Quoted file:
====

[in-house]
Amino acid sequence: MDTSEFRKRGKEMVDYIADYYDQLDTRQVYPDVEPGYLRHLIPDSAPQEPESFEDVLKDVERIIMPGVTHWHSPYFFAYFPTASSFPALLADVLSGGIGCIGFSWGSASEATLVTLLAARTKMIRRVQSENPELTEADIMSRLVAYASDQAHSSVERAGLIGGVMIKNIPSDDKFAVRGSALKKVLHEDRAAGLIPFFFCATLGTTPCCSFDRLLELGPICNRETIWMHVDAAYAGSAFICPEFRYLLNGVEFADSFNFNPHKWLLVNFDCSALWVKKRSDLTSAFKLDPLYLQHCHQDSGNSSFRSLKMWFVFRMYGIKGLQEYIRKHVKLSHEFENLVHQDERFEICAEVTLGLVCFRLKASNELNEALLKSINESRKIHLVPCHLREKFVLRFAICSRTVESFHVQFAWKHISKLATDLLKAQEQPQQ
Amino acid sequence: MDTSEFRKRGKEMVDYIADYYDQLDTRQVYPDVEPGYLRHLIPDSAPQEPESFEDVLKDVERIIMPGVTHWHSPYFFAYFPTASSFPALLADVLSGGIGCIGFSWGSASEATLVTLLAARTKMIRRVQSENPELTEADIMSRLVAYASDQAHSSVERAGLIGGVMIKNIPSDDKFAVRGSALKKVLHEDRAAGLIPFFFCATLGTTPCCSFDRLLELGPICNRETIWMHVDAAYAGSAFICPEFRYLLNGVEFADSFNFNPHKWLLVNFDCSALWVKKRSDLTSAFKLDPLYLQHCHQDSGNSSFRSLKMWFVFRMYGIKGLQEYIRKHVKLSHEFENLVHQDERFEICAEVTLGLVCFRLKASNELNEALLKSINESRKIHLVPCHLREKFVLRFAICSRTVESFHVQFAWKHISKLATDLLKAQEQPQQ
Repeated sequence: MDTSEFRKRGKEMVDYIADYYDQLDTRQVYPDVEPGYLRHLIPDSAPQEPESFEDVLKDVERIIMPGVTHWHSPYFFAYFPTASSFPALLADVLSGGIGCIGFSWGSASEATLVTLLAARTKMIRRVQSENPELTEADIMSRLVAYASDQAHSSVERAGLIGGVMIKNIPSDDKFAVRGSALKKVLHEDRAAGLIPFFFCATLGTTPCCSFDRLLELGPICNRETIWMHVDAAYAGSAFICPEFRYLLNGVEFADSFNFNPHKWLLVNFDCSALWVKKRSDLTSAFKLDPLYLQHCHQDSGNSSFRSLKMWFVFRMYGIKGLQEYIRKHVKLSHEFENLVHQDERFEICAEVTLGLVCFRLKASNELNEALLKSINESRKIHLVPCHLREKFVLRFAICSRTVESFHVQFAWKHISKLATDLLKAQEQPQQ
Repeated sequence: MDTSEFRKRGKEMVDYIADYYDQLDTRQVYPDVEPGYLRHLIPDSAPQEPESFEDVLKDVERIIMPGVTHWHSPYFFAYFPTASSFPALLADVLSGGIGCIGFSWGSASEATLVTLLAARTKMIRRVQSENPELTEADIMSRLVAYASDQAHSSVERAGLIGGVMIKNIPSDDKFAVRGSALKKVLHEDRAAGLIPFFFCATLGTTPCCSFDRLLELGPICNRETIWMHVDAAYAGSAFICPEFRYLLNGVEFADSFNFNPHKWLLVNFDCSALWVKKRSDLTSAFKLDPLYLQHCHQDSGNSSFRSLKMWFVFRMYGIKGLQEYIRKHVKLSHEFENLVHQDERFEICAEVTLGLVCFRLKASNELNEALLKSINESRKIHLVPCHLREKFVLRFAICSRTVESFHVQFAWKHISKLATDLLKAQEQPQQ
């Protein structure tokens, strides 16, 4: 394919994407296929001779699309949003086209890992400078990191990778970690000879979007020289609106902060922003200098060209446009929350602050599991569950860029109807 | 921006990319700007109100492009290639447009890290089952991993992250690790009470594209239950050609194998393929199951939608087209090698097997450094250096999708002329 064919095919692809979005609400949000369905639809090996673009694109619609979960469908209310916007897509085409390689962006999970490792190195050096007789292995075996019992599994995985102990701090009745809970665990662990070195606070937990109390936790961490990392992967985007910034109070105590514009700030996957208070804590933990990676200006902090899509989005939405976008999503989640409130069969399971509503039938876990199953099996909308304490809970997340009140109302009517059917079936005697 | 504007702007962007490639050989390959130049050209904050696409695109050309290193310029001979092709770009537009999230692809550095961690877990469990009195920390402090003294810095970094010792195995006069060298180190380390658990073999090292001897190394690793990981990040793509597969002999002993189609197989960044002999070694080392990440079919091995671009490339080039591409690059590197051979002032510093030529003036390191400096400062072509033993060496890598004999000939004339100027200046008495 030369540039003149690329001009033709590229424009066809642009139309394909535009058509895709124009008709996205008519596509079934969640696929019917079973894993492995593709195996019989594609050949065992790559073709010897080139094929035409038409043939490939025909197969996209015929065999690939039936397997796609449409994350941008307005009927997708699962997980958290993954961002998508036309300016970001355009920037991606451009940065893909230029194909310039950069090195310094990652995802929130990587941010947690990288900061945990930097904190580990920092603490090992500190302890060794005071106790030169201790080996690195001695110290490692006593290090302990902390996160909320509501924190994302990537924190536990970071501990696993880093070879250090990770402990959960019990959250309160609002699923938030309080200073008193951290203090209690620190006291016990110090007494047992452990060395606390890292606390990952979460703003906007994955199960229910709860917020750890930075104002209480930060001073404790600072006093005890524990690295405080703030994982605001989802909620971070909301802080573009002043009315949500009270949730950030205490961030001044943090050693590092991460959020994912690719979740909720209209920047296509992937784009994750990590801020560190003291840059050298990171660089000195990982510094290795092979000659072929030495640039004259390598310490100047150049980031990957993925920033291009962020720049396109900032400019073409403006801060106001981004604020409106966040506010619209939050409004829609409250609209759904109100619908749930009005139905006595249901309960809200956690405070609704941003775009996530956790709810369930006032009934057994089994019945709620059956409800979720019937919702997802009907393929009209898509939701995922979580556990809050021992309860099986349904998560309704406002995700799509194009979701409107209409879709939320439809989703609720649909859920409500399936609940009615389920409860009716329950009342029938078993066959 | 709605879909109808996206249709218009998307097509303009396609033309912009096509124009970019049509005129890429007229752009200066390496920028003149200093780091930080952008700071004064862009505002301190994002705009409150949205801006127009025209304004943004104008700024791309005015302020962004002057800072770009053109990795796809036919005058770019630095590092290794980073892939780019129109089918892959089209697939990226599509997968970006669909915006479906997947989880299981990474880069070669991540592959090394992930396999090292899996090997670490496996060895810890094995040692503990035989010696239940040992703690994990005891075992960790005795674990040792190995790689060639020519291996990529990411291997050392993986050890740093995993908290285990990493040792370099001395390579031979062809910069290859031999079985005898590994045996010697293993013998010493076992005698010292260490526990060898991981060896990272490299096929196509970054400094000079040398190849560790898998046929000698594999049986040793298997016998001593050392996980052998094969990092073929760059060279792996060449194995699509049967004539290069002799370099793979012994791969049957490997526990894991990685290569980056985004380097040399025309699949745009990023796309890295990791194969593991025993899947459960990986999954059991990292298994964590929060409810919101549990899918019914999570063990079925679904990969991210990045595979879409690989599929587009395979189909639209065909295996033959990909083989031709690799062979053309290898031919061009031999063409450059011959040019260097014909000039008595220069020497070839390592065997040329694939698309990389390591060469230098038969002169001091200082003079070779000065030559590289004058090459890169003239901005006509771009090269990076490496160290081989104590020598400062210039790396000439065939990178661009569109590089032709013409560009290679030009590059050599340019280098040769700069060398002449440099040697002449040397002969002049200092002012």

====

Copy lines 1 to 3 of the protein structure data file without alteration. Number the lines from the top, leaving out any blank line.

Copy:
[in-house]
Amino acid sequence: MDTSEFRKRGKEMVDYIADYYDQLDTRQVYPDVEPGYLRHLIPDSAPQEPESFEDVLKDVERIIMPGVTHWHSPYFFAYFPTASSFPALLADVLSGGIGCIGFSWGSASEATLVTLLAARTKMIRRVQSENPELTEADIMSRLVAYASDQAHSSVERAGLIGGVMIKNIPSDDKFAVRGSALKKVLHEDRAAGLIPFFFCATLGTTPCCSFDRLLELGPICNRETIWMHVDAAYAGSAFICPEFRYLLNGVEFADSFNFNPHKWLLVNFDCSALWVKKRSDLTSAFKLDPLYLQHCHQDSGNSSFRSLKMWFVFRMYGIKGLQEYIRKHVKLSHEFENLVHQDERFEICAEVTLGLVCFRLKASNELNEALLKSINESRKIHLVPCHLREKFVLRFAICSRTVESFHVQFAWKHISKLATDLLKAQEQPQQ
Amino acid sequence: MDTSEFRKRGKEMVDYIADYYDQLDTRQVYPDVEPGYLRHLIPDSAPQEPESFEDVLKDVERIIMPGVTHWHSPYFFAYFPTASSFPALLADVLSGGIGCIGFSWGSASEATLVTLLAARTKMIRRVQSENPELTEADIMSRLVAYASDQAHSSVERAGLIGGVMIKNIPSDDKFAVRGSALKKVLHEDRAAGLIPFFFCATLGTTPCCSFDRLLELGPICNRETIWMHVDAAYAGSAFICPEFRYLLNGVEFADSFNFNPHKWLLVNFDCSALWVKKRSDLTSAFKLDPLYLQHCHQDSGNSSFRSLKMWFVFRMYGIKGLQEYIRKHVKLSHEFENLVHQDERFEICAEVTLGLVCFRLKASNELNEALLKSINESRKIHLVPCHLREKFVLRFAICSRTVESFHVQFAWKHISKLATDLLKAQEQPQQ